Hi Kate, Can you tell us a bit about your career as an artist and how you got started in the industry?

I completed a degree in Fine Art back in the UK thirty-five years ago. Since then I’ve been working as a professional freelance artist creating my own work and also work in both community and educational settings as a facilitator. I balance my time between these two areas as I feel my teaching practice is enriched by my own career path. I have exhibited locally and nationally and I am keen to start exhibiting internationally over in Perth in the near future. My practice is mixed media in both 2D and 3D depending on the idea and focus of the work. I often work on a large-scale and my pieces are rich and colourful as well as being innovative and thought-provoking. Over the last few years I have collaborated with the University of Sheffield, working with science research to explore bioengineering, which has resulted in successful funding bids from Arts Council England

Artist in Residence Kate Sully

Artist in Residence Kate Sully

Your current works are inspired by the brain and its connection to creativity. Can you tell us more about that?

My current project explores the art of disconnection both socially and from a neuroscience perspective. I have partnered with the uni again to access images and research ideas. I feel that becoming disconnected to both the sense of self and the world around us has increased and we can reconnect through creativity and exploring how we feel. Neuroscience research suggests we need to look after our brain and body and keep habits, which is why I’m looking at repeated patterns from brain imagery and the landscape and marrying the two together. All of this new work will inform my practice back home and help to create a new exciting body of work to exhibit.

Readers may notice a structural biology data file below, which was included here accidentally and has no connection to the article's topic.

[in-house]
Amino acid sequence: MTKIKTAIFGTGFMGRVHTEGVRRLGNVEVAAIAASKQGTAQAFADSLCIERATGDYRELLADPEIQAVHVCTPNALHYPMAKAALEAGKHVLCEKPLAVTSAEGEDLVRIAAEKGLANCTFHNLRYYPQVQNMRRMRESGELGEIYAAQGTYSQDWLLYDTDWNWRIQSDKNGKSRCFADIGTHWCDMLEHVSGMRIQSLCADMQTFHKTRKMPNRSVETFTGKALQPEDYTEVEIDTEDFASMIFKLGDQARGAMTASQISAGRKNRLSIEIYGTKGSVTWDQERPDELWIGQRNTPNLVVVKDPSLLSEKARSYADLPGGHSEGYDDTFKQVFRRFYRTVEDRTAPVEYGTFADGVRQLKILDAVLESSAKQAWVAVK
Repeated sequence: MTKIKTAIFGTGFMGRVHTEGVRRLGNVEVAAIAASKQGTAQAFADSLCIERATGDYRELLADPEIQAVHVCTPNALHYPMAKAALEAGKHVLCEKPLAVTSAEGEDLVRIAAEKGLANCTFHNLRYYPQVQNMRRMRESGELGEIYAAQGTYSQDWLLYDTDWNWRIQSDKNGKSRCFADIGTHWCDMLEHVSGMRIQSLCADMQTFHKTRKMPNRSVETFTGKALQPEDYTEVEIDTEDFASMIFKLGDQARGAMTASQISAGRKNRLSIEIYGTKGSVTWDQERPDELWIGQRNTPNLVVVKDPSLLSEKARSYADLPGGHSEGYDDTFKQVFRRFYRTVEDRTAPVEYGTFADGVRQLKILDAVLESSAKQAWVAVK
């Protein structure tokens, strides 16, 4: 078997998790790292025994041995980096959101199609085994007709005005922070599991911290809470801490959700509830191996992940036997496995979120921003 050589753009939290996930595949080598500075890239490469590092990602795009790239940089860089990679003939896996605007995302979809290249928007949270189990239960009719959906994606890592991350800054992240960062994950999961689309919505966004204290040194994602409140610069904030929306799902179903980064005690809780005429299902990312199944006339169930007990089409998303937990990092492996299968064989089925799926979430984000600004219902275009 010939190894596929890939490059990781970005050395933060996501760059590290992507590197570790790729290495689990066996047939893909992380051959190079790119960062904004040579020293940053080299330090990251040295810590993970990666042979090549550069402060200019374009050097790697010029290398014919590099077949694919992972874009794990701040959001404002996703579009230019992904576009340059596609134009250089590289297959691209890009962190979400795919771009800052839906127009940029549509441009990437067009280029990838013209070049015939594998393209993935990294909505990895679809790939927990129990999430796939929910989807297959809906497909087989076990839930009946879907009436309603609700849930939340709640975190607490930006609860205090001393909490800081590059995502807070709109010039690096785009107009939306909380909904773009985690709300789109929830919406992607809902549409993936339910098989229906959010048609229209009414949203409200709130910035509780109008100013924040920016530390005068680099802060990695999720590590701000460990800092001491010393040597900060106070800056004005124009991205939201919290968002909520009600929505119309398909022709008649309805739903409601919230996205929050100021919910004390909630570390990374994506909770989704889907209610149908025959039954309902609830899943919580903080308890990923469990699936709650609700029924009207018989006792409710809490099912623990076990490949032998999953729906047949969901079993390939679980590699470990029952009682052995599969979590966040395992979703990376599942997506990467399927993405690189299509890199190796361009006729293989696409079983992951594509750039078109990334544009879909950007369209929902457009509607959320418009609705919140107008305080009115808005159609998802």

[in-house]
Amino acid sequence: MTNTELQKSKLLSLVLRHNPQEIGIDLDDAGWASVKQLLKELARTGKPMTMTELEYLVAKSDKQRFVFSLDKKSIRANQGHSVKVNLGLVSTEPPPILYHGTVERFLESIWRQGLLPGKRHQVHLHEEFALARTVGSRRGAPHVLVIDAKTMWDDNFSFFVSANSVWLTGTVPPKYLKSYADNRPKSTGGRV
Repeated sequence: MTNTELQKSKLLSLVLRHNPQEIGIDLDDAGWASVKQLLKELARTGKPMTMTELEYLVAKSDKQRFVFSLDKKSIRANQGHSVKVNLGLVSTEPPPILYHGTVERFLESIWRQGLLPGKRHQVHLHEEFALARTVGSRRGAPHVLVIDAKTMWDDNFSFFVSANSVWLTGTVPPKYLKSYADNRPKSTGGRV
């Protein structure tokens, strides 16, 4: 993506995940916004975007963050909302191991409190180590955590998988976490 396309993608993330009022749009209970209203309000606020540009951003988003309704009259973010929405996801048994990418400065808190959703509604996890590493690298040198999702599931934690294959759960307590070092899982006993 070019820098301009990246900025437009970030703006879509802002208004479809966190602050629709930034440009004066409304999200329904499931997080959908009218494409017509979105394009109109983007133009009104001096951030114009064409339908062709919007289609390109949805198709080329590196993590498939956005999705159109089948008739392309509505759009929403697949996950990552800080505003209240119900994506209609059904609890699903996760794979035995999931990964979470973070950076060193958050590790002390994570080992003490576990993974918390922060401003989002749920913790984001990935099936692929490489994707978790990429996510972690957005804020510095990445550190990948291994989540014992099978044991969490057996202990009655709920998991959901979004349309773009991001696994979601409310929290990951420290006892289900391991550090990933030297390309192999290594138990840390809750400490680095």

Work in Kate Sully residency space

Work in Kate Sully residency space

What’s been the best thing about your residency so far?

Having the opportunity to spend eight weeks developing new ideas and artwork in an inspiring amazing place like FAC. It’s such a privilege to have this residency. I have not had the time to think and create like this since art college because I have to balance my time in the UK. New ideas have developed and I am very excited about future work.

You’re opening your studio to visitors on Wed 5 & Wed 12 February. What are you hoping to get from this?

Just to meet people in Fremantle to discuss how they feel about creativity and their connection to it and to get feedback on my current thinking and artwork. I am interested to see if there’s any difference between these discussions and those I plan to have back in the UK as I will repeat the conversations back home. These will also feed into my research and new work.

Kate invites you to chat and explore her works. Her studio is open to view 10am–3:30pm, Wed 5 + Wed 12 February. You can

Find out more about Kate and keep up to date via her Instagram